At its core, the Prime Minister's role in the Senate expense affair is a story about the elected head of the government of Canada demanding some shred of accountability and ethics from a crooked political institution whose members believe they have no obligation to provide either. That's not a scandal.
This week's Deloitte audit on Senator Pamela Wallin has raised numerous questions about a troubling lack of accountability in the Senate. I am asking you, as the new Minister for Democratic Reform, to undertake a review of both residency requirements as well as the process through which potential Senators are vetted, in order to prevent problems like these from happening in the future. When the Senate and government of the day is unwilling to even address whether Senate appointees are eligible to sit, it serves to further erode any remaining confidence in the institution.
The ongoing RCMP investigation into the Nigel Wright cheque that was given to Senator Duffy plus the potential for further RCMP involvement into allegations around Senator Wallin, means this story and the Senate scandal have the potential to drag on for many more months. All of which spells negative coverage for the Prime Minister and the Conservative Party.
Earlier this week, the Senate received an independent audit of former Conservative Senator Pamela Wallin's expenses. This report not only confirmed what has been reported in the news for weeks -- that Senator Wallin was involved in submitting potentially fraudulent expense claims costing taxpayers tens of thousands of dollars -- but it exposed the latest example of Stephen Harper's poor judgment. Either this Prime Minister deliberately misled Canadians or he didn't really inform himself on the facts of Senator Wallin's case, contrary to what he told Canadians. Whichever, it demonstrates a bona fide lack of honesty, integrity and accountability that has become a hallmark of the Harper Conservatives.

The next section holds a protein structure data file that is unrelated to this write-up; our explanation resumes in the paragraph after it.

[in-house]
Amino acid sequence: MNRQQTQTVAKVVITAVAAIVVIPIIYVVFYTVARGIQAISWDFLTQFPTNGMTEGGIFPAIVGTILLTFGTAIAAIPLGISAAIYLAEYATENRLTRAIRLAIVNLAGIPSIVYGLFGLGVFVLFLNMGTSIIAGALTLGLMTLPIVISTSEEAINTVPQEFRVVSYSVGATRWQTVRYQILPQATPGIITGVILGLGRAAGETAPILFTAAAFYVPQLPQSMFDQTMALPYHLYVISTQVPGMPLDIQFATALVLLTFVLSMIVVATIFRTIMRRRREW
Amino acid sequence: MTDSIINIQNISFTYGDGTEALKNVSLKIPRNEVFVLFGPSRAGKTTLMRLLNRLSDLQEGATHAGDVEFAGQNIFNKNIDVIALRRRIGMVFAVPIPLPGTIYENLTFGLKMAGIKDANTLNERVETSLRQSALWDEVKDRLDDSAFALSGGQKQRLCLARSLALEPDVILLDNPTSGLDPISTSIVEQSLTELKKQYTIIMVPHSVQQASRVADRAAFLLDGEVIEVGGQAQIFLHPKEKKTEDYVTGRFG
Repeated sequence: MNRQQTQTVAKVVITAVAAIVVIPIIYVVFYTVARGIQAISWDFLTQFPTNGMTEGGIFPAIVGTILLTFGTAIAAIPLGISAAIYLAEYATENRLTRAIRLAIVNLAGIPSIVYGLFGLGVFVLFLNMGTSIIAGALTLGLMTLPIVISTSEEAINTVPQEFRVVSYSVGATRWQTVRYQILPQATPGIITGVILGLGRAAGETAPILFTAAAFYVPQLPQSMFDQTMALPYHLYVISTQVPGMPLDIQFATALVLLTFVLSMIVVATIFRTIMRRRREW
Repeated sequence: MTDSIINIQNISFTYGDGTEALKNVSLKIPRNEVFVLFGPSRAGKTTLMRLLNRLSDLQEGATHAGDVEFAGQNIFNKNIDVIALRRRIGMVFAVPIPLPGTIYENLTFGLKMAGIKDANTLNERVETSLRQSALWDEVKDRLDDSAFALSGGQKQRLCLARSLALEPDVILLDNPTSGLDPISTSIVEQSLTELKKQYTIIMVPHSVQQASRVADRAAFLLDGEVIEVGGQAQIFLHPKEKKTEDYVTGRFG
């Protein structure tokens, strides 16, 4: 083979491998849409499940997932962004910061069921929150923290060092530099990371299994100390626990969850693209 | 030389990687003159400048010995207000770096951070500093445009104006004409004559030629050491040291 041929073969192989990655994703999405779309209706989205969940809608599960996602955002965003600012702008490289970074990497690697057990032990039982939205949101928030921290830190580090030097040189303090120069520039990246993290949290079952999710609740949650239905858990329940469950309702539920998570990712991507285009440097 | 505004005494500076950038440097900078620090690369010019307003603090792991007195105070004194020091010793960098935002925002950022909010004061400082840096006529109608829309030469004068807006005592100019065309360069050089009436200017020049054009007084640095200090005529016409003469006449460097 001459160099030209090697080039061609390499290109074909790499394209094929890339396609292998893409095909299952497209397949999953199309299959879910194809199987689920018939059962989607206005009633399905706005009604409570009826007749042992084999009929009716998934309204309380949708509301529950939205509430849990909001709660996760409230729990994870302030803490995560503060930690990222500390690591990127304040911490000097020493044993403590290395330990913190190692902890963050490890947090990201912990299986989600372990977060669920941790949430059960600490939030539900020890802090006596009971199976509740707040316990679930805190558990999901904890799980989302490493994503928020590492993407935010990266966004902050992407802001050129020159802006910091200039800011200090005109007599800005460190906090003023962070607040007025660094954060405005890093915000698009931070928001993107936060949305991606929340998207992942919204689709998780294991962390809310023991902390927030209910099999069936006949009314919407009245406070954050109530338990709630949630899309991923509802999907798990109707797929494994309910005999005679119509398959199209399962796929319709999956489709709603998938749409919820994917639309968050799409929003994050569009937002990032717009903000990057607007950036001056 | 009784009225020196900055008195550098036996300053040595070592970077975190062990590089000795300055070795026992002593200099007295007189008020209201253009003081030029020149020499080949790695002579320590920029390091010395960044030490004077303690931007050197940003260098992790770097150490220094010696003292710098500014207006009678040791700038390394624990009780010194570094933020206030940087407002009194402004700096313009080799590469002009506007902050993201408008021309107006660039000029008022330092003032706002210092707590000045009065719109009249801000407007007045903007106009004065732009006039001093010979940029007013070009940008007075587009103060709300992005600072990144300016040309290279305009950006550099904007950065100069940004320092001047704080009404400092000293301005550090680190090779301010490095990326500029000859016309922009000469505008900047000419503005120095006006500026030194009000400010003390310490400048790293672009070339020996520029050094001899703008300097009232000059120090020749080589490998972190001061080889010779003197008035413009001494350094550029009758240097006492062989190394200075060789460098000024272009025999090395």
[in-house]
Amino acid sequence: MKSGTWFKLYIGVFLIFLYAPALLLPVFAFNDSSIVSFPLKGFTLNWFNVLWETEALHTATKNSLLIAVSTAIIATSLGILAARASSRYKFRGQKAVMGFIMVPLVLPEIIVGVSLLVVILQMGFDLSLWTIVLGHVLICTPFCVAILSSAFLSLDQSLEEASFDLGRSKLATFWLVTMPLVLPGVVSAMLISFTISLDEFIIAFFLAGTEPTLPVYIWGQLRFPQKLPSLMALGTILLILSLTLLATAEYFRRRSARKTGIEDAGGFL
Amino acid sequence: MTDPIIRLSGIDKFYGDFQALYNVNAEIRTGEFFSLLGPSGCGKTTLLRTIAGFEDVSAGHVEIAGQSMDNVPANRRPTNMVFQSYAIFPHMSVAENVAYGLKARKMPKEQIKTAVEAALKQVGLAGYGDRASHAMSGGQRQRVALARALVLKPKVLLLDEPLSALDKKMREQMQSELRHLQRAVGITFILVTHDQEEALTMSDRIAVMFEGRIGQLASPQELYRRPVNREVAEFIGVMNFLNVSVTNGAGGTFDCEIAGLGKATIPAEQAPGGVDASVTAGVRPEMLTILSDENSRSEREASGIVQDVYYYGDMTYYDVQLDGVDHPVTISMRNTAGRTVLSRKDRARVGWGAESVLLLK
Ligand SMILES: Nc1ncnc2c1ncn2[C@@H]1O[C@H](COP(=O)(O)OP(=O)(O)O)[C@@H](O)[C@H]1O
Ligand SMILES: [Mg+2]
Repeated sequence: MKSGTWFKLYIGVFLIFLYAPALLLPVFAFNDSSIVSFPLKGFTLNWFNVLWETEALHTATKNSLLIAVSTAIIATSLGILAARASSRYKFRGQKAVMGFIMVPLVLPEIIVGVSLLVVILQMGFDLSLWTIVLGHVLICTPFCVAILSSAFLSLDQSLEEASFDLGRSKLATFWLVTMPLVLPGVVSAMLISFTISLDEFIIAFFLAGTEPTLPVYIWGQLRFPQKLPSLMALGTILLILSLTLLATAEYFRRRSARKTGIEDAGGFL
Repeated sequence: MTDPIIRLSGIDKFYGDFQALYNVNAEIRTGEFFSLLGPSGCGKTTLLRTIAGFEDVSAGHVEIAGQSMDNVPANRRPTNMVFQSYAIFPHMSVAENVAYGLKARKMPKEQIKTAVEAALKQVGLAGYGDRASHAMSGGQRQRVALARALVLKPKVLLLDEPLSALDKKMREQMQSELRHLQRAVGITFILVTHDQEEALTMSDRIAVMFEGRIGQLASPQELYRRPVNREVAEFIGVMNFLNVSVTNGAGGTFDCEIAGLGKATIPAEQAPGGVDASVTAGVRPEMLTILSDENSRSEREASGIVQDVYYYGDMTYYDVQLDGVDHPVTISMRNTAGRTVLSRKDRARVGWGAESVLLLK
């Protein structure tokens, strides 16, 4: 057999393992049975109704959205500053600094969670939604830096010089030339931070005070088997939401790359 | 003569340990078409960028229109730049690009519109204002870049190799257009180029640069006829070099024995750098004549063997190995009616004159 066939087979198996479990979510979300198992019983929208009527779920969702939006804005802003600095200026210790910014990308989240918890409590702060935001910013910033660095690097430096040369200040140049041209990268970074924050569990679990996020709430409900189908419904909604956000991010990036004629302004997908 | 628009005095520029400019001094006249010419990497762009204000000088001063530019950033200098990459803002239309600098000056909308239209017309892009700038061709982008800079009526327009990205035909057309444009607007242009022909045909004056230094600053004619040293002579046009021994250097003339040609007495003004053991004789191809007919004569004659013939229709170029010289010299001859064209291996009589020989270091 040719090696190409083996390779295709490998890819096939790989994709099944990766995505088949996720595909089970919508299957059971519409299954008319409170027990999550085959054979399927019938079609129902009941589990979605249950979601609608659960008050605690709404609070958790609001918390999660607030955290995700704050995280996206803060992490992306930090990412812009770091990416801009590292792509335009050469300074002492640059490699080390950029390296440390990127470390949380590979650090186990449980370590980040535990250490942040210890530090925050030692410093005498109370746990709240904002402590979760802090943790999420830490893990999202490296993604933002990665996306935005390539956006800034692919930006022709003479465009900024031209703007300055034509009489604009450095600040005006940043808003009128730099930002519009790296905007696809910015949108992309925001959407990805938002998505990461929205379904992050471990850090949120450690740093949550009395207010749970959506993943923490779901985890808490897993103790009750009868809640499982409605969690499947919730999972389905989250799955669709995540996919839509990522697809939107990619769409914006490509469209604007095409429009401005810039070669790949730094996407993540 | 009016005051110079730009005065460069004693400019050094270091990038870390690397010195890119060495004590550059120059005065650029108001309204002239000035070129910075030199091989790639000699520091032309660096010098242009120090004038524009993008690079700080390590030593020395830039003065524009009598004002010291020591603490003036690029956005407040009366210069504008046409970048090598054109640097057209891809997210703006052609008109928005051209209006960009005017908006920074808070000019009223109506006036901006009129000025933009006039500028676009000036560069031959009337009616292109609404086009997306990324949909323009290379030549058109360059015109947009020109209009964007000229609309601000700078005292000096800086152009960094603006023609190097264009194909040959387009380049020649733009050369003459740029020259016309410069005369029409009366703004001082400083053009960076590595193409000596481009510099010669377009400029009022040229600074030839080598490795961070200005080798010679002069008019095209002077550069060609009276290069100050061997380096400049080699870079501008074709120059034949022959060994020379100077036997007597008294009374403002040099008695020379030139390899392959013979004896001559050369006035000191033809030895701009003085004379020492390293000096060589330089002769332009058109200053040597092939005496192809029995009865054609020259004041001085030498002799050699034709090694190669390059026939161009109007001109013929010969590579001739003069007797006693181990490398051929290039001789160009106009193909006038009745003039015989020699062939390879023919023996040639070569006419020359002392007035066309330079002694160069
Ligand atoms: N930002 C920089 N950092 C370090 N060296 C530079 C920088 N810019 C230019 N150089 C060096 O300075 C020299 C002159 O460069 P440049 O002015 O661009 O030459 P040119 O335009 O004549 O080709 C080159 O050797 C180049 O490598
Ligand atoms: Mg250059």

The Prime Minister is probably having serious second thoughts about appointing high-profile journalists and insiders Mike Duffy and Pamela Wallin to the Senate, and he should be. He missed a grand opportunity to implement true Senate reform: tapping normal everyday folks to sit in the country's upper house.